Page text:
In speaking with Afghans about the incident, it’s surprised me how many people support the spirit of the protests. No one I’ve talked to supports the killings of the UN workers. But even well-educated, informed Afghans tell me that it’s good that people are speaking out against the desecration of the Quran.
Much of the support stems from the inability of many people here to contextualize the March 20 Quran burning. A translator who works for a fellow journalist here in Kabul did not know that Florida pastor Terry Jones was the same person who threatened to burn the Quran last September.
This led to the perception that many Americans share his beliefs, even if he heads a small church of about 30 people who have so little support that they’ve had to sell their furniture on eBay to stay afloat. Mr. Jones is now trying to sell the church property.
In a place like Afghanistan, where the vast majority of the populace is illiterate and many lack regular access to reliable news outlets, perception and rumors often become more important than facts. Now that the story of the Quran burning has spread, it almost does not matter how strongly US officials – from President Barack Obama to Gen. David Petraeus – condemn Jones’s actions. The damage has been done.
After almost 10 years of foreign troops and international aid groups, the Taliban is still a serious threat and it’s difficult to see what tens of billions of dollars of foreign aid money has bought for the country. Patience is wearing thin among many Afghans, and incidents like the Quran burning provide a vehicle for their growing anger...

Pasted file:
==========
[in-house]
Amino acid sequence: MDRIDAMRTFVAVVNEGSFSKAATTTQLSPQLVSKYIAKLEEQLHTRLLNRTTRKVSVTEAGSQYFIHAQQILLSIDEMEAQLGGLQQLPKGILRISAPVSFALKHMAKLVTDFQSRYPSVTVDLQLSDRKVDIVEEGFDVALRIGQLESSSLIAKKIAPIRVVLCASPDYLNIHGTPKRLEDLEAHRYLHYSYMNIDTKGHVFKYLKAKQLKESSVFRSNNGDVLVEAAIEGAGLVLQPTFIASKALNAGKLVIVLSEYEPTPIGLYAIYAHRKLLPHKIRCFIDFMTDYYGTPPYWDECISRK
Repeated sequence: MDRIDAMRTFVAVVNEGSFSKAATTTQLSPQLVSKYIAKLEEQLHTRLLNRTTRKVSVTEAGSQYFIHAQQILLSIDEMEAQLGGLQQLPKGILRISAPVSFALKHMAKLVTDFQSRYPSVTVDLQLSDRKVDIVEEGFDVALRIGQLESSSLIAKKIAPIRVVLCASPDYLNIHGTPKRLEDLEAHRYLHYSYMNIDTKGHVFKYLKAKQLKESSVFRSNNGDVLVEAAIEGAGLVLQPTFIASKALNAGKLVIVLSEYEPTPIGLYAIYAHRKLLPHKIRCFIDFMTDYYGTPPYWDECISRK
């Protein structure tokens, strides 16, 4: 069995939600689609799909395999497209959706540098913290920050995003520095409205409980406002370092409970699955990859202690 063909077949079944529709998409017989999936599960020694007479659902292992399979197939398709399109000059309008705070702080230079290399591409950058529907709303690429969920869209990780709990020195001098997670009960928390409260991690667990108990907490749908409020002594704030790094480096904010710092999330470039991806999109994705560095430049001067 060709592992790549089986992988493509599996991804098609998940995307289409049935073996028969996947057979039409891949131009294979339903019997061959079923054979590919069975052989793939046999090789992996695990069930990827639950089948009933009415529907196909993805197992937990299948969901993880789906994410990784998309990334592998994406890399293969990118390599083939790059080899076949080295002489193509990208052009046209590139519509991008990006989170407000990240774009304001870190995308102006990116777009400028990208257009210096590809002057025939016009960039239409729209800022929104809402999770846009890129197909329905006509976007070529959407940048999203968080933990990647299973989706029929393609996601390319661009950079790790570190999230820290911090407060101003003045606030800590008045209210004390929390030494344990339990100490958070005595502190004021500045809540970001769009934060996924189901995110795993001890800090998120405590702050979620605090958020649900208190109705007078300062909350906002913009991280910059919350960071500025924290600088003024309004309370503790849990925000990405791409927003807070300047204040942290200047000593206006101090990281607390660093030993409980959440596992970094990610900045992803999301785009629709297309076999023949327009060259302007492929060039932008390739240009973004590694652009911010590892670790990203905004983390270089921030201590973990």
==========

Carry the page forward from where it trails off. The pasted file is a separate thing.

Jones and his ilk "accused" the Koran of inciting crimes such as murder and rape during that mock trial of his leading up to the book burning.  By his own legal argument, he's as guilty as that Koran he burned.

Jones is trying, through his acts of outrage, to condemn an entire religious belief, to condemn millions of Muslims who really aren't all violent rabble.  If they DO get violent, Muslims are no different than Christians and Jews who go rioting in the streets when THEY get offended as well.

If any condemnation of violence and murder should be applied, it should be based on their ACTIONS, not their belief.  Jones could have believed in what he thought about Islam and the Koran, and it would have remained an offensive but protected belief under the guideline of the First Amendment.  BUT HE ACTED ON THAT BELIEF, and in that action committed an atrocity that drove others to respond with murder.  That makes it Hate Speech: His actions a Hate Crime.  He's as guilty as the bastards who killed in Mazar.

Jones should go to trial for that Hate Crime.  A REAL TRIAL.  And found guilty in a court of law governed by Men, as Jones should be found.

The trial awaiting Jones for his sins in Heaven with the God of Abraham, of Isaac and Ishmael, is already a foregone conclusion: the deepest pit of Hell is not enough for Jones...

1 comment:

onefinemess said...

Ahhhh. I just did not know the guy's name. Well, now I may actually remember it.

Right up there with that group that goes around protesting at funerals. OK, maybe worse. Probably worse? I dunno, I actually can't decide.